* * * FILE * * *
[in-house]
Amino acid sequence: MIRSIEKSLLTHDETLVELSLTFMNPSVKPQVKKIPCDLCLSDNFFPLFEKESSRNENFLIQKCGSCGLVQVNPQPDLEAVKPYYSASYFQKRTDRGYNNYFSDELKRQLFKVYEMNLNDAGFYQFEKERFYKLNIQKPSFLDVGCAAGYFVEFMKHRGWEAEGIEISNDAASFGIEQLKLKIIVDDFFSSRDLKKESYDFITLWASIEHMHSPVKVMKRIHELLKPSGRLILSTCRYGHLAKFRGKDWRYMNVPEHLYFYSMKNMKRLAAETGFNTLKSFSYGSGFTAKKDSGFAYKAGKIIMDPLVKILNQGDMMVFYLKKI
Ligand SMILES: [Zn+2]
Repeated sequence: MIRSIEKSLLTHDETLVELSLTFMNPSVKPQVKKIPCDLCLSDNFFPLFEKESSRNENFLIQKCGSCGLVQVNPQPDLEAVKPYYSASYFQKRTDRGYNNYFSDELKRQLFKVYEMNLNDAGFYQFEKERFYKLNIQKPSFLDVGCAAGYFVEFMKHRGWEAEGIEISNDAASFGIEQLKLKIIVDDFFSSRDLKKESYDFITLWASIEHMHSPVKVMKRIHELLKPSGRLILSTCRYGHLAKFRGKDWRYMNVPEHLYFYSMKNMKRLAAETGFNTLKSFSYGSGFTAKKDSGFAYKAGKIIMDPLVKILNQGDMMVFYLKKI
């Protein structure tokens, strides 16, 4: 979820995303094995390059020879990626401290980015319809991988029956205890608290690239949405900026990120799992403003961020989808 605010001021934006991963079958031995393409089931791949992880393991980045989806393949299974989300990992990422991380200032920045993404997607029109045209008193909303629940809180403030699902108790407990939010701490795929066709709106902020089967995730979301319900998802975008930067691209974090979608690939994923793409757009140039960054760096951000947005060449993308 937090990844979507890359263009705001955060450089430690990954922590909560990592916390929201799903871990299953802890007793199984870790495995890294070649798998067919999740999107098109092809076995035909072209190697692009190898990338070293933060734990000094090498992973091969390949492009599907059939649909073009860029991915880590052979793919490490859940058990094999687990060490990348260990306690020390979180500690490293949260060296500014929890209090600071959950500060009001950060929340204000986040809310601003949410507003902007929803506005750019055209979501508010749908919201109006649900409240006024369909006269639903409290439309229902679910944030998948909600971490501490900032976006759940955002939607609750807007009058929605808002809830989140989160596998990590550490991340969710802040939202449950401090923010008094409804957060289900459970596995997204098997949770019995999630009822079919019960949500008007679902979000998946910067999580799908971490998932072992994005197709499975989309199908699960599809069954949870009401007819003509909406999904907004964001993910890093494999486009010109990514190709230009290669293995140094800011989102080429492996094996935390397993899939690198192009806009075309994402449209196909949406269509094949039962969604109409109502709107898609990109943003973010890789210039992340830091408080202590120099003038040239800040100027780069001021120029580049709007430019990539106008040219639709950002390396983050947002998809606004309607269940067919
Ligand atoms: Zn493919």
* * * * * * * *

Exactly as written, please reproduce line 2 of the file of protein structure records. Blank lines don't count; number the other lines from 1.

Amino acid sequence: MIRSIEKSLLTHDETLVELSLTFMNPSVKPQVKKIPCDLCLSDNFFPLFEKESSRNENFLIQKCGSCGLVQVNPQPDLEAVKPYYSASYFQKRTDRGYNNYFSDELKRQLFKVYEMNLNDAGFYQFEKERFYKLNIQKPSFLDVGCAAGYFVEFMKHRGWEAEGIEISNDAASFGIEQLKLKIIVDDFFSSRDLKKESYDFITLWASIEHMHSPVKVMKRIHELLKPSGRLILSTCRYGHLAKFRGKDWRYMNVPEHLYFYSMKNMKRLAAETGFNTLKSFSYGSGFTAKKDSGFAYKAGKIIMDPLVKILNQGDMMVFYLKKI